Though recognizing the results of a handy Electoral College win should be a formality, Trump’s efforts to subvert the election and near-constant attacks on Twitter had made it a hot-button issue within the GOP. Only after Biden crossed 270 in the Electoral College did the dam break.

Blunt, who is helping prepare the inauguration in his role as Senate Rules chair, told GOP leaders on Monday afternoon that he would need to recognize Biden’s win after the Electoral College result, according to two people familiar with the discussion. Blunt had been working with the Biden team on the inauguration and needed to make it official.

Others joined him on Monday evening, but McConnell waited until Tuesday. At first he mostly concentrated on praising Trump’s record, but ended with his admission that Biden had won. Once he did, he offered the rest of his conference a path forward in how to speak about Biden’s win.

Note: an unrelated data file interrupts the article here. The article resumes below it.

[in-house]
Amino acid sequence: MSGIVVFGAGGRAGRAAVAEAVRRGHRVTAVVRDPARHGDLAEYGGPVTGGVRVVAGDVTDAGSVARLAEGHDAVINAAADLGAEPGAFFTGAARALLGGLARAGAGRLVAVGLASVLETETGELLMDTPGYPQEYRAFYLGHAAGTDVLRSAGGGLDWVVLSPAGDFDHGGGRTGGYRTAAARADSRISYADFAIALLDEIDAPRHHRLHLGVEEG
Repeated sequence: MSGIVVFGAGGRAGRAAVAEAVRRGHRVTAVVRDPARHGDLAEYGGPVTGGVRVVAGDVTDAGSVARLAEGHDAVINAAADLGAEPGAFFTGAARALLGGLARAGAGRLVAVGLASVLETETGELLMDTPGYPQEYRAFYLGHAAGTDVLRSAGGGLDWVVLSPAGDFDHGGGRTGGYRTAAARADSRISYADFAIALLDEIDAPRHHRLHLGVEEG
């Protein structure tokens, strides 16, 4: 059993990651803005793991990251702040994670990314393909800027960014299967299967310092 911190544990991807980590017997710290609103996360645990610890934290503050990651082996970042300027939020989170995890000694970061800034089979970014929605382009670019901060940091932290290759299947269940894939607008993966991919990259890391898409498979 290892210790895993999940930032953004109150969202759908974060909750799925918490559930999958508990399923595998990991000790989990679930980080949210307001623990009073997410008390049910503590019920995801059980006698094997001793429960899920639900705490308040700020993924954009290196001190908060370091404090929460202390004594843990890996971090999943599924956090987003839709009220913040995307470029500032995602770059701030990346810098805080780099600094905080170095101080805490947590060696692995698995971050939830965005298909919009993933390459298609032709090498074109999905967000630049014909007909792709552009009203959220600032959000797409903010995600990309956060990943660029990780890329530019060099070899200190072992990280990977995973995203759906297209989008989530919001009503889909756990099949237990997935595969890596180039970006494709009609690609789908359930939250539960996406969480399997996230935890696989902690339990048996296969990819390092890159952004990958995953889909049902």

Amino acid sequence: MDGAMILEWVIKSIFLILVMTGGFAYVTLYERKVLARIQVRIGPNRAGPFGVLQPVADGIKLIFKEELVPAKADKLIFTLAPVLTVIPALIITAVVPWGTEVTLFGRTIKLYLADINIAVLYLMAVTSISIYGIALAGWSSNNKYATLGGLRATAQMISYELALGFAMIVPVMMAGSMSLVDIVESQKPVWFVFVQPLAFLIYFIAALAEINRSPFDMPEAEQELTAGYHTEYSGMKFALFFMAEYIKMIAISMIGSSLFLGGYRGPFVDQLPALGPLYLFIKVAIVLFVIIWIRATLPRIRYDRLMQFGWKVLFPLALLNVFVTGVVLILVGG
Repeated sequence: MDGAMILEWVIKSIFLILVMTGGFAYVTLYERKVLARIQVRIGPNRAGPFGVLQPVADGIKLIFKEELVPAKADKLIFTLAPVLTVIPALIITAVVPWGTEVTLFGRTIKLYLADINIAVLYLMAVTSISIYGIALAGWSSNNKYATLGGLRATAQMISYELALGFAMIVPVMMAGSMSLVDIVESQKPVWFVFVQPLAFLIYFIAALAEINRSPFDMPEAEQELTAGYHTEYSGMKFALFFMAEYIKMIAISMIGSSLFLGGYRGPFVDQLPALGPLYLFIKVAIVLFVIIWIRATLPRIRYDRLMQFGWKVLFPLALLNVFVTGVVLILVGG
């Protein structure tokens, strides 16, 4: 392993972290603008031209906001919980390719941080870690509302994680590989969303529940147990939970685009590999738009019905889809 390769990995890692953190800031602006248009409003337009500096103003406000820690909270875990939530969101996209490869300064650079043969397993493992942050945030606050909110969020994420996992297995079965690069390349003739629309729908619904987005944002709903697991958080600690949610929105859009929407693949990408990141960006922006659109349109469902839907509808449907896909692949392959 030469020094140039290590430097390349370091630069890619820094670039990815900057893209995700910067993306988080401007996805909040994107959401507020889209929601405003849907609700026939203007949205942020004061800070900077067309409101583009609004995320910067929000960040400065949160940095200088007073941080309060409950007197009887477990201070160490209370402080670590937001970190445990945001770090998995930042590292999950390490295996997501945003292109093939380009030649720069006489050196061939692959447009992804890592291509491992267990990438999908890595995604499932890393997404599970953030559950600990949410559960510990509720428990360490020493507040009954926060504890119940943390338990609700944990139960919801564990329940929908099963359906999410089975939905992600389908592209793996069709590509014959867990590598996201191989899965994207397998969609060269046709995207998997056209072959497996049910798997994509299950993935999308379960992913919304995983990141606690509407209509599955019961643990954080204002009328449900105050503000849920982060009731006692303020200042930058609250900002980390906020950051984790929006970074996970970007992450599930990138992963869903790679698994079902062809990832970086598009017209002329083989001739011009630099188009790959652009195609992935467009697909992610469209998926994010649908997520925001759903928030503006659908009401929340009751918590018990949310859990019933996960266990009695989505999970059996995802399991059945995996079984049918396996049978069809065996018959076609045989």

“There were recounts. There were audits,” said Sen. John Cornyn (R-Texas), a close McConnell confidant. “Not calling the election until those were completed was the right thing to do.”

For weeks, McConnell had supported Trump’s right to contest the election in the courts. But pro-Trump voices still criticized him on Tuesday. Mark Levin, a conservative radio host, accused him of being “AWOL” in Trump’s campaign to overturn the election: “Thanks for nothing, Mitch.” Charlie Kirk took exception with McConnell congratulating Biden and claimed it would depress turnout in Georgia.